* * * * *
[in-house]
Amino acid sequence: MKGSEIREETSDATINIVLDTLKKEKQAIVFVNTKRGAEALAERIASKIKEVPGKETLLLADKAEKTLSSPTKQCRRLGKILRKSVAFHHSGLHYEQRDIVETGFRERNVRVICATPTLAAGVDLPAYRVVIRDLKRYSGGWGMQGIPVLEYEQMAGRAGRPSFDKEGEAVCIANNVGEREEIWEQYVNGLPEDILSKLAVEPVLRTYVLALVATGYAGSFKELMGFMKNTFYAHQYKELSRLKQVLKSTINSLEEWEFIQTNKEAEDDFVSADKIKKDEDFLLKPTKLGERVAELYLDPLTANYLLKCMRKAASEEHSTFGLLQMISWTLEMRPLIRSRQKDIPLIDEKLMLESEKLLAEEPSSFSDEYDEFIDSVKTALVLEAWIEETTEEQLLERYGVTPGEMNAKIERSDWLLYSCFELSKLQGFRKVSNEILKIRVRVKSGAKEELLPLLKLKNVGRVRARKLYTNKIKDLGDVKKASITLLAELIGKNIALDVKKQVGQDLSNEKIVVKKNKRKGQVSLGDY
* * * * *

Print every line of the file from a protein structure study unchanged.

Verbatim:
[in-house]
Amino acid sequence: MKGSEIREETSDATINIVLDTLKKEKQAIVFVNTKRGAEALAERIASKIKEVPGKETLLLADKAEKTLSSPTKQCRRLGKILRKSVAFHHSGLHYEQRDIVETGFRERNVRVICATPTLAAGVDLPAYRVVIRDLKRYSGGWGMQGIPVLEYEQMAGRAGRPSFDKEGEAVCIANNVGEREEIWEQYVNGLPEDILSKLAVEPVLRTYVLALVATGYAGSFKELMGFMKNTFYAHQYKELSRLKQVLKSTINSLEEWEFIQTNKEAEDDFVSADKIKKDEDFLLKPTKLGERVAELYLDPLTANYLLKCMRKAASEEHSTFGLLQMISWTLEMRPLIRSRQKDIPLIDEKLMLESEKLLAEEPSSFSDEYDEFIDSVKTALVLEAWIEETTEEQLLERYGVTPGEMNAKIERSDWLLYSCFELSKLQGFRKVSNEILKIRVRVKSGAKEELLPLLKLKNVGRVRARKLYTNKIKDLGDVKKASITLLAELIGKNIALDVKKQVGQDLSNEKIVVKKNKRKGQVSLGDY